The studies made by Lily Weiser, Otto Höfler, Stig Wikander, C. Widengren, H. Jeanmaire, and Georges Dumézil have markedly advanced our knowledge of the Indo-European military brotherhoods, and especially of their religious ideology and initiatory rituals. In the Germanic world these brotherhoods still existed at the end of the Volkerwandernng. Among the Iranians they are documented in the period of Zarathustra, but since a tart of the vocabulary typical of the Männerbflnde is also found in Vedic texts, there is no doubt that associations of young warriors already existed in the Indo-Iranian period. G. Dumnézil has demonstrated the survival of certain military initiations among the Celts and the Romans, and H. Jeanmaire has discovered vestiges of initiatory rituals among the Lacedaemonians. So it appears that the Indo-Europeans shared a common system of beliefs and rituals pertaining to young warriors.

Now the essential part of the military initiation consisted in ritually transforming the young warrior into some species of predatory wild animal. It was not solely a matter of courage, physical strength, or endurance, but "of a magico-religious experience that radically changed the young warriors mode of being. He had to transmute his humanity by an access of aggressive and terrifying fury that made him like a raging carnivore.'' Among the ancient Germans the predator-warriors were called berserkir, literally "warriors in the body-covering [serkrj] of a bear." They were also known as itqkedhnar, "wolf-skin men." The bronze plaque from Torslunda shows a warrior disguised as a wolf. From all this, two facts emerge: 

1. A young man became a redoubtable warrior by magically assimilating the behavior of a carnivore, especially a wolf;
2. He ritually donned the wolf-skin, either to share in the mode of being of a carnivore or to indicate that he had become a "wolf."
What is important for our investigation is the fact that the young warrior accomplished his transformation into a wolf by the ritual donning of a wolf-skin, an operation preceded or followed by a radical change in behavior. As long as he was wrapped in the animal's skin, he ceased to be a man, he was the carnivore itself: not only was he a ferocious and invincible warrior, possessed by the furor heroicus, he had cast off all humanity; in short, he no longer felt bound by the laws and customs of men. And in fact young warriors, not satisfied with claiming the right to commit rapine and terrorize the community during their ritual meetings, were able to behave like carnivores in eating, for example, human flesh. Beliefs in ritual or ecstatic lycanthropy are documented both among the members of North American and African secret societies and among the Germans, the Greeks, the Iranians, and the Indians. That there were actual instances of anthropophagic lycanthropy there is no reason whatever to doubt. The so-called leopard societies of Africa furnish the best example.  But such sporadic cases of "lycanthropy" cannot account for the dissemination and persistence of beliefs in "wolf-men." On the contrary, it is the existence of brotherhoods of young warriors, or of magicians, who, whether or not they wear wolf-skins, behave like carnivores, that explains the dissemination of beliefs in lycanthropy.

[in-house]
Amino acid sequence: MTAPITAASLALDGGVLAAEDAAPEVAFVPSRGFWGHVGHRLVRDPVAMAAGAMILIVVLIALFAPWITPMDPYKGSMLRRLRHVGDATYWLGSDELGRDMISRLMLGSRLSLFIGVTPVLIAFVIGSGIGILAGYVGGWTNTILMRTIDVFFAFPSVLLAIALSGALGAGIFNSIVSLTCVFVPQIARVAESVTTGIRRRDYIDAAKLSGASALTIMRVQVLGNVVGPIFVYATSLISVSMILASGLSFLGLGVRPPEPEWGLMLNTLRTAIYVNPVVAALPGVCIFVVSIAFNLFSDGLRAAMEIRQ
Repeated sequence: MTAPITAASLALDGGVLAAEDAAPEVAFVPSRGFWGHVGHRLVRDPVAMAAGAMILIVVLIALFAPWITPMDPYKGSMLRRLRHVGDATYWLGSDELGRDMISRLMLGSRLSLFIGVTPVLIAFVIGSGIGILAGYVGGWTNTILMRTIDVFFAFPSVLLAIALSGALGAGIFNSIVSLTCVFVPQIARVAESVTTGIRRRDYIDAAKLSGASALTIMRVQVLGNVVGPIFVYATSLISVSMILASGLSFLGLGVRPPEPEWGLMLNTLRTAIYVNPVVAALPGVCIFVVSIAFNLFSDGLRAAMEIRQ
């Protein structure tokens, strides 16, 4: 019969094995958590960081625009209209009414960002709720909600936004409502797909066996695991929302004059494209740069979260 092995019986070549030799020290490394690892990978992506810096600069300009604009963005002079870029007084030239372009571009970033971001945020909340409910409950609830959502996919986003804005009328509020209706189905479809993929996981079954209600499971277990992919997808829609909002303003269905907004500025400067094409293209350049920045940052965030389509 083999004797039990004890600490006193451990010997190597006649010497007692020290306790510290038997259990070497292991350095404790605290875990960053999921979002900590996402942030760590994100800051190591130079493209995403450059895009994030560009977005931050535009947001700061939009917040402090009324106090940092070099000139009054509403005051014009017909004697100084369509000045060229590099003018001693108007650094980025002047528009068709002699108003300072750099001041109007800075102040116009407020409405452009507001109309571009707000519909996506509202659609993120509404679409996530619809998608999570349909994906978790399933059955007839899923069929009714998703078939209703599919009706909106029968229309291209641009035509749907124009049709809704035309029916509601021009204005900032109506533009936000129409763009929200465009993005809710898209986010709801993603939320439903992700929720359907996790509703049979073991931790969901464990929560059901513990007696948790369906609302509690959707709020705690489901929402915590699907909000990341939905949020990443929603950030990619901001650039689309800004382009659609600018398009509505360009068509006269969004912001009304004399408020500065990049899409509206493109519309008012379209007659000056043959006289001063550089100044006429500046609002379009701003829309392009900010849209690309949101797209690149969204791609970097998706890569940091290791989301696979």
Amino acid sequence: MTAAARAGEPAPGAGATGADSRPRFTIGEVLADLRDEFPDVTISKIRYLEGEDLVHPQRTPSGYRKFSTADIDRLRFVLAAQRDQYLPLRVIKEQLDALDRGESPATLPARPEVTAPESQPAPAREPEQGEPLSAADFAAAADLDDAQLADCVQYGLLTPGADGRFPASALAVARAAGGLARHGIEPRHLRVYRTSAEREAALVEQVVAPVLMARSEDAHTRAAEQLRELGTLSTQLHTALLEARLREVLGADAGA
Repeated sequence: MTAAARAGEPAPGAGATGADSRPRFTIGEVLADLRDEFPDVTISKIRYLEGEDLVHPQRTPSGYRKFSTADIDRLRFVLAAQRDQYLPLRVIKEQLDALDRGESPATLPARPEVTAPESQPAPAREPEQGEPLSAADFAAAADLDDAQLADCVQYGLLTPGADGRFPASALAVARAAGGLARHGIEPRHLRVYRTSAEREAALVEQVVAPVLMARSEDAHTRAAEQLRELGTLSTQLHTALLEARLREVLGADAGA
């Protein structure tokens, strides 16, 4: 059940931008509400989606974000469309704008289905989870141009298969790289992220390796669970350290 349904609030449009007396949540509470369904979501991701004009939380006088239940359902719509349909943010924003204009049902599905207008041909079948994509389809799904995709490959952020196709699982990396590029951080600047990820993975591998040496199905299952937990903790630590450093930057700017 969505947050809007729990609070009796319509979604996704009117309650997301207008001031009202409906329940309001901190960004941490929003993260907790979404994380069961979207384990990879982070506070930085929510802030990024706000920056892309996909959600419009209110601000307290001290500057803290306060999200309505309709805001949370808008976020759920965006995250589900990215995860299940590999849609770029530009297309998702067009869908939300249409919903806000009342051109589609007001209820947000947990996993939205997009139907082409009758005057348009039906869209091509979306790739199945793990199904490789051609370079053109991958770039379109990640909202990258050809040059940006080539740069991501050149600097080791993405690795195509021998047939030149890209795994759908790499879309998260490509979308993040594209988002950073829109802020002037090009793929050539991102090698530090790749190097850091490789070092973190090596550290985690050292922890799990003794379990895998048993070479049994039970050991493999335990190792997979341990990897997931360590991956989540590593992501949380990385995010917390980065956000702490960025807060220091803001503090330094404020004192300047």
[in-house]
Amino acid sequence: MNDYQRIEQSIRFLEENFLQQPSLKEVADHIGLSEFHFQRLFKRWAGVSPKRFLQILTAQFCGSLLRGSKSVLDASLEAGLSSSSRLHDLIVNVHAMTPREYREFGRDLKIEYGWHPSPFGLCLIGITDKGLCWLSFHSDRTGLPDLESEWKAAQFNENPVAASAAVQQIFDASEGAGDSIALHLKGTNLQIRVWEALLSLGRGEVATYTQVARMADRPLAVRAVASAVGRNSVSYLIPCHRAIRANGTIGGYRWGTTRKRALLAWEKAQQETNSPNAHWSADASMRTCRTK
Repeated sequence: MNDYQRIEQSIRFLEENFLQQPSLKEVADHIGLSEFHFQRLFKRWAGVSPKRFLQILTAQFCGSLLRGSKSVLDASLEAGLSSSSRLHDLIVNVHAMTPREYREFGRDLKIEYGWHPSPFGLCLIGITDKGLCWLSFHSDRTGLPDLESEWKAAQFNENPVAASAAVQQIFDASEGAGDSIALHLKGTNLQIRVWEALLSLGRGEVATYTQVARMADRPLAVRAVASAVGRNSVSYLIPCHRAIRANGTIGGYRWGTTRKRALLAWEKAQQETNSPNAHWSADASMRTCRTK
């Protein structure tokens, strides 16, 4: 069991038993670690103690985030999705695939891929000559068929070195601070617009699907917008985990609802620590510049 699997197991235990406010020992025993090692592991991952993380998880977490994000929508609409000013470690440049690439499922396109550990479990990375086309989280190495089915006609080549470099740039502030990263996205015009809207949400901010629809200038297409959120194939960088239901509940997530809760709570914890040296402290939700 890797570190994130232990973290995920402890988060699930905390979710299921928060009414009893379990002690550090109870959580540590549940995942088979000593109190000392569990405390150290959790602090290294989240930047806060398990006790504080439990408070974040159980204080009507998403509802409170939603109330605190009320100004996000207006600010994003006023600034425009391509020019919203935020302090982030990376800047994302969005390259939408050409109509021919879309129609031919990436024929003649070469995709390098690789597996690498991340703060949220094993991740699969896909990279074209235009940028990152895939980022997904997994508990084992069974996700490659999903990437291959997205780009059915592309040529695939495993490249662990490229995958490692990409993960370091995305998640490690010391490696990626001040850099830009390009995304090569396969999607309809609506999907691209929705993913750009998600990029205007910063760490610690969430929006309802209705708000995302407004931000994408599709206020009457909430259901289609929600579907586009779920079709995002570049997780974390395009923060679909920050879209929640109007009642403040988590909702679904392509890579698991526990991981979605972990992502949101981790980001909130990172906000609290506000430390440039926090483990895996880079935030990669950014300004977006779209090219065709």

The Iranian texts several times mention "two-pawed wolves," that is, members of the Mönnerbünde. The Dënkart even states that "two-pawed wolves" are "more deadly than wolves with fbur paws." Other texts term them keresa, "brigands, prowlers," who move about at night. The texts dwell on the fact that these "wolves live on corpses; however, without excluding the possibility of actual cannibalism, this would seem to be more in the nature of a stereotype used by Zarathustran polemicists against the members of the Männerbünde, who, in practicing their ceremonies, terrorized the villages and whose way of life was so different from that of the Iranian peasants and herders. In any case, mention is also made of their ecstatic orgies, that is, of the intoxicating drink that helped them to change into wild beasts. Among the ancestors of the Achaemenides there was also a family named saka haumavarka. Bartholomae and Wikander interpret the name: "those who change themselves into wolves (varka) in the ecstasy brought on by soma (hauma)."  Now we know that down to the nineteenth century assemblies of young men included a banquet of food and drink stolen or obtained by force, especially alcoholic beverages.



The insignia peculiar to the Iranian Männerbünde (mairiya) were the "blood-stained club" and the standard (drafla)." As Wikander writes, the blood-stained club was used in the distinctive ritual of the Iranian Mönnerbiinde as the instrument for the ceremonial slaughter of an ox. The club became the symbol of the Iranian "carnivore-warriors." It is the typical weapon of the archaic warrior. As is the case with implements of great antiquity, the club retains its value as a cult instrument when its military use has been supplanted by more modern weapons. In addition, the club continued to be the typical weapon of peasants and herders. In this way it remained the weapon of the Romanian peasantry all through the Middle Ages and down to modern times, and is still the distinctive weapon in "young men's games," in which some memory of the initiatory brotherhoods always survives.

It will continue…